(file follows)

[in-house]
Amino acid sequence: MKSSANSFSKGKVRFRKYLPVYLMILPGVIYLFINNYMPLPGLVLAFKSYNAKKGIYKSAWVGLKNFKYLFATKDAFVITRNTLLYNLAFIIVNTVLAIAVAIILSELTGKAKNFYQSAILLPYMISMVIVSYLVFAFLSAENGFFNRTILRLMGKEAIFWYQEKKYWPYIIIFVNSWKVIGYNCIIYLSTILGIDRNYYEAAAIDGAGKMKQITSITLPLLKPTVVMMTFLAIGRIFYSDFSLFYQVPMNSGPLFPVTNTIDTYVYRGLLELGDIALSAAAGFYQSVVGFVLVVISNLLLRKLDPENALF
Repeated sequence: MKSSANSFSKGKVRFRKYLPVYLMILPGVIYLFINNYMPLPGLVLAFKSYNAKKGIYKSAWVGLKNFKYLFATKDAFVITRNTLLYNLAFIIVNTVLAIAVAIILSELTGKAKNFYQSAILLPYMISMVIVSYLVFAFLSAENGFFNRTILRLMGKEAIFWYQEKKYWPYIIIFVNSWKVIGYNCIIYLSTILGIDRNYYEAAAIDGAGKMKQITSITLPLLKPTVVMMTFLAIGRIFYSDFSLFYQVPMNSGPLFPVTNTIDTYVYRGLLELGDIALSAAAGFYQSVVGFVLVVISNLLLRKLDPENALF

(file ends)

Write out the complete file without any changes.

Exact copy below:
[in-house]
Amino acid sequence: MKSSANSFSKGKVRFRKYLPVYLMILPGVIYLFINNYMPLPGLVLAFKSYNAKKGIYKSAWVGLKNFKYLFATKDAFVITRNTLLYNLAFIIVNTVLAIAVAIILSELTGKAKNFYQSAILLPYMISMVIVSYLVFAFLSAENGFFNRTILRLMGKEAIFWYQEKKYWPYIIIFVNSWKVIGYNCIIYLSTILGIDRNYYEAAAIDGAGKMKQITSITLPLLKPTVVMMTFLAIGRIFYSDFSLFYQVPMNSGPLFPVTNTIDTYVYRGLLELGDIALSAAAGFYQSVVGFVLVVISNLLLRKLDPENALF
Repeated sequence: MKSSANSFSKGKVRFRKYLPVYLMILPGVIYLFINNYMPLPGLVLAFKSYNAKKGIYKSAWVGLKNFKYLFATKDAFVITRNTLLYNLAFIIVNTVLAIAVAIILSELTGKAKNFYQSAILLPYMISMVIVSYLVFAFLSAENGFFNRTILRLMGKEAIFWYQEKKYWPYIIIFVNSWKVIGYNCIIYLSTILGIDRNYYEAAAIDGAGKMKQITSITLPLLKPTVVMMTFLAIGRIFYSDFSLFYQVPMNSGPLFPVTNTIDTYVYRGLLELGDIALSAAAGFYQSVVGFVLVVISNLLLRKLDPENALF